In many ways, a website is like any other tool you invest in. When purchasing a new truck or building for your organization, you would understand that it would require upkeep. There is maintenance involved and repairs to take care of. Eventually, your purchase will have run its course and need to be replaced.
When it comes to websites, this is easily overlooked. Unfortunately, business owners, executives, and institutional directors often lose sight of this fact. That’s because websites don’t show their age the same way a physical asset would. Nonetheless, they do go through distinct lifecycles you can’t ignore.
This process should affect your business planning. Let’s look briefly at the three major points in a website’s life cycle…
1. Website Development and Launch
A new website should obviously have all the latest features and tools. It should be designed to be fast, clean, and outlined for a flawless user experience.
However, despite being new, it can still use monitoring and improvement. It’s crucial that you and your web development team keep a close eye on the analytics to ensure performance is as strong as expected. This will also help you see whether real-life users are able to find or take advantage of key features.
2. Website Maturity and Revision
Once a website has gone live and is stable and effective, you may think all the hard work is done. That’s rarely the case for very long.
It’s important to keep adding new content and updating pages to ensure a mature website doesn’t get stale. Additionly, web developers and executives alike need to keep a close eye on competitors, platform providers (like Google, Facebook, Magento, etc.) and even online marketing best practices to ensure the organization doesn’t fall behind. For example, Atlantic BT worked with Propper to re-design their eCommerce platform using Magento 1. While monitoring the results of the re-design, our developers realized that the growth of the site required another upgrade to Magento 2.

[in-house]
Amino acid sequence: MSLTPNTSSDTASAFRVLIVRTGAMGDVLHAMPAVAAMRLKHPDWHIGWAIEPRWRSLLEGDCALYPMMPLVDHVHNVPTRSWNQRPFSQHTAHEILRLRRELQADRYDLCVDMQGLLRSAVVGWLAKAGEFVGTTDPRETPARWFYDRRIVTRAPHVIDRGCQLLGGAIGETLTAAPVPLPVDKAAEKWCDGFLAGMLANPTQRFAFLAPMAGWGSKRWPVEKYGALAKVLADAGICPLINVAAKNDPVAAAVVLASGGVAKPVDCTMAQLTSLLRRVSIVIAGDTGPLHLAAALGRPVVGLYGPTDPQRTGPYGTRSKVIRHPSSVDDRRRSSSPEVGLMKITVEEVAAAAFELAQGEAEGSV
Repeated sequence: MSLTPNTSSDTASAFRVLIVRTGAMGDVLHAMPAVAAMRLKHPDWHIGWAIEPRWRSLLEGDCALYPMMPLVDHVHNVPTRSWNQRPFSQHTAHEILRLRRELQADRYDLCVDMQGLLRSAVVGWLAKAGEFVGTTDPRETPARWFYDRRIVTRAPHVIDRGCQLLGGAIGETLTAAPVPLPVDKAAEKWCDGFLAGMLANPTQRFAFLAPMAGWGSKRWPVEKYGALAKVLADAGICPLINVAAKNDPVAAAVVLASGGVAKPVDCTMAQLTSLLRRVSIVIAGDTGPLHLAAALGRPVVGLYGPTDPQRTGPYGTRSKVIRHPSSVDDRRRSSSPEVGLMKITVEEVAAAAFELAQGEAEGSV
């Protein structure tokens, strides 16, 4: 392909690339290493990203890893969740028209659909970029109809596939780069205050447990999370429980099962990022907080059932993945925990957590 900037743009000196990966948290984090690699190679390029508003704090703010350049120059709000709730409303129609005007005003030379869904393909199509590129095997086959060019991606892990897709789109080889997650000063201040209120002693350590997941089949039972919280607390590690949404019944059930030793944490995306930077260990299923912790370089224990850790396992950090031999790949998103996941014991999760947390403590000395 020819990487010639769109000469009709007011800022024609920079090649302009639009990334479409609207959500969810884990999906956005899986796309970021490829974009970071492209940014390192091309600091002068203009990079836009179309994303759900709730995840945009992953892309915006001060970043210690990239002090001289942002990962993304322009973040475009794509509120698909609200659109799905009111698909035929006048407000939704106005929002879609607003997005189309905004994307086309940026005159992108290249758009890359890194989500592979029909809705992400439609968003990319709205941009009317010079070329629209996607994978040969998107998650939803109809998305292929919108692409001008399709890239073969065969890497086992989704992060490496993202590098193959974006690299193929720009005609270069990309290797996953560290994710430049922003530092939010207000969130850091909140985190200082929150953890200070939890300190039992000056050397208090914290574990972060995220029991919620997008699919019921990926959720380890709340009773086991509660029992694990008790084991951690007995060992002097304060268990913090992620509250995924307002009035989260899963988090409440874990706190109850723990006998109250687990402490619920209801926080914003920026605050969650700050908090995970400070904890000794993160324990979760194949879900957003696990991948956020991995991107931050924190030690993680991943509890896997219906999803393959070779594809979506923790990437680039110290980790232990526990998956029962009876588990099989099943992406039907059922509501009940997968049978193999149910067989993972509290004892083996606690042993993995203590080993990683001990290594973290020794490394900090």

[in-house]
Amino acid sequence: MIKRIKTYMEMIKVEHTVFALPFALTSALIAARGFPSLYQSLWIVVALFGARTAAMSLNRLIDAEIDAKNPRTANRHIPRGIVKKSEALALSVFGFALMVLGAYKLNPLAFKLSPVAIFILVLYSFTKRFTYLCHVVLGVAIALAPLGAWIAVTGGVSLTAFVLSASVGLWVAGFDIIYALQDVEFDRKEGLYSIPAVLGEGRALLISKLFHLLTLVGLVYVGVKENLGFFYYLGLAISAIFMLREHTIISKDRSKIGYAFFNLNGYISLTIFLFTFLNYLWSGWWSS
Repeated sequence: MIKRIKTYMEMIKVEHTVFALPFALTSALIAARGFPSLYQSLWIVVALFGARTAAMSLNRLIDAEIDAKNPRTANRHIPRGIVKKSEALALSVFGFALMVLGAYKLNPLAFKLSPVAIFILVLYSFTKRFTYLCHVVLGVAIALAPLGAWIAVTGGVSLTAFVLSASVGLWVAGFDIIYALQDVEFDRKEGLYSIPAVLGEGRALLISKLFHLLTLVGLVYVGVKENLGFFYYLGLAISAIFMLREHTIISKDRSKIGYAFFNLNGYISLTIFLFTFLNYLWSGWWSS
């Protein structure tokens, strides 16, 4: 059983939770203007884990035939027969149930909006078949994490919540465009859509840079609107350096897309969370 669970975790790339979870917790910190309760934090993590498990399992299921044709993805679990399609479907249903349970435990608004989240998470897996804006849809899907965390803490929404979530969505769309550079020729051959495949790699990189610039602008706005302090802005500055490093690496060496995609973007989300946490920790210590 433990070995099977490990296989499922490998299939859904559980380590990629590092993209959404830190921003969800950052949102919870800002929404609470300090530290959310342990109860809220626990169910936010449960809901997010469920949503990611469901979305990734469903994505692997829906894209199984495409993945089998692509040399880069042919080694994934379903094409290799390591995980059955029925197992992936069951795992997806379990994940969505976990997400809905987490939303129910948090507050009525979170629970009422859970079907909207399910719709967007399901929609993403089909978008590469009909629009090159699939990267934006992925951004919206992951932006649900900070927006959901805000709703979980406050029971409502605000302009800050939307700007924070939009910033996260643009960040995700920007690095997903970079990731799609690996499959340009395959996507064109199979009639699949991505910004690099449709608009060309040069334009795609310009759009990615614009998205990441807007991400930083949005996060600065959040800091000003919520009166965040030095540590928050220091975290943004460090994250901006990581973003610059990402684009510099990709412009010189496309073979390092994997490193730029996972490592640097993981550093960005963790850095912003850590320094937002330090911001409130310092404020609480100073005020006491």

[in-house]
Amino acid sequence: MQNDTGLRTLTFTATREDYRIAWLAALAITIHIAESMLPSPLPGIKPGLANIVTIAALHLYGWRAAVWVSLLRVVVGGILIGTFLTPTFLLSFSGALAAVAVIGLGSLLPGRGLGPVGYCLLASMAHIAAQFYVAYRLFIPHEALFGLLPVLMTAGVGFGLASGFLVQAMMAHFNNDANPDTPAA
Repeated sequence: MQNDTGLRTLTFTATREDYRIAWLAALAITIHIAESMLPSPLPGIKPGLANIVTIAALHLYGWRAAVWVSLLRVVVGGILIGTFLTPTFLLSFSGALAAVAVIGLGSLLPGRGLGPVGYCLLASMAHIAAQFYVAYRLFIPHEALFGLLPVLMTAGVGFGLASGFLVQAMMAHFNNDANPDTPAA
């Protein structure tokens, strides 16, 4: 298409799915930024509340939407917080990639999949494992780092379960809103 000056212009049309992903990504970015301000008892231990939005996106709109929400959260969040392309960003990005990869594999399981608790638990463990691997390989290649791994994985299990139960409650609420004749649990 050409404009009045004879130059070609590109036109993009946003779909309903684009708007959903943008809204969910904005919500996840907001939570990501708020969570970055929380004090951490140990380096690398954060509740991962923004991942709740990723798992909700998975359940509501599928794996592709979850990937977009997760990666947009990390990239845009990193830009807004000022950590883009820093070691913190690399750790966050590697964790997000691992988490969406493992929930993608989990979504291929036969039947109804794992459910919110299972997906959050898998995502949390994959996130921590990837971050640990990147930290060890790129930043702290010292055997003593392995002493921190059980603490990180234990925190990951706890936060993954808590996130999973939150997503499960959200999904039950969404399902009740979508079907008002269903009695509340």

A website can remain in the mature, productive stage for at least several years, but only through small improvements and additions.
3. Website Upgrade and Replacement
Even a well-designed website will eventually stop being an effective tool for the organization it serves. Technology consistently evolves, leaving unattended websites dated. Changes in user habits, such as the current surge of mobile users, also hinder site performance. Lagging technical or content updates can compound over time. There could also be changes in the company.
Whatever the specific cause, or combination of causes, it is eventually smarter and more cost-effective to build a new web presence from the ground up than it is to try to salvage old apps and pages. At this point, the cycle starts all over again.
Managing the Website Life Cycle
Understanding these points in the website life cycle enables you to make the best decisions for your business. You will know when and where to invest in site maintenance. You’ll even be ready to make the cost-effective decision to upgrade or replace your site at the right time. These choices are not always easy. However, they have big implications for your future.
Where is your website at in its life cycle? What are you doing to prepare for the future?